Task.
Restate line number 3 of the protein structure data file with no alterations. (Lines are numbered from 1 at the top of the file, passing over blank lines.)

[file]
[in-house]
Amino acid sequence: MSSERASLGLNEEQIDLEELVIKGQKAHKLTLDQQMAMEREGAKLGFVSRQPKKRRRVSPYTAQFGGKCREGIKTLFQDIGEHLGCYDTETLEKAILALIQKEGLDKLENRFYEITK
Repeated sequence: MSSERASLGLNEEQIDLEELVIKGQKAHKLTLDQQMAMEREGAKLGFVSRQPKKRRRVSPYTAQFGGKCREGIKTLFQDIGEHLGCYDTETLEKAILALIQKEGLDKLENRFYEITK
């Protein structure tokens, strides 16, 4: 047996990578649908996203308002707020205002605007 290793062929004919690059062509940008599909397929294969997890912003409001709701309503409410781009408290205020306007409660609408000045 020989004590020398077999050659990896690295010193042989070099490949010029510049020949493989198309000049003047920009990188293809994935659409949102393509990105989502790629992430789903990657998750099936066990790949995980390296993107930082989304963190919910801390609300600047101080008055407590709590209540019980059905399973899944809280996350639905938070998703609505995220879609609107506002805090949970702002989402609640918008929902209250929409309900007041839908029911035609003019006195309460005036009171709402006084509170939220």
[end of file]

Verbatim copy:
Repeated sequence: MSSERASLGLNEEQIDLEELVIKGQKAHKLTLDQQMAMEREGAKLGFVSRQPKKRRRVSPYTAQFGGKCREGIKTLFQDIGEHLGCYDTETLEKAILALIQKEGLDKLENRFYEITK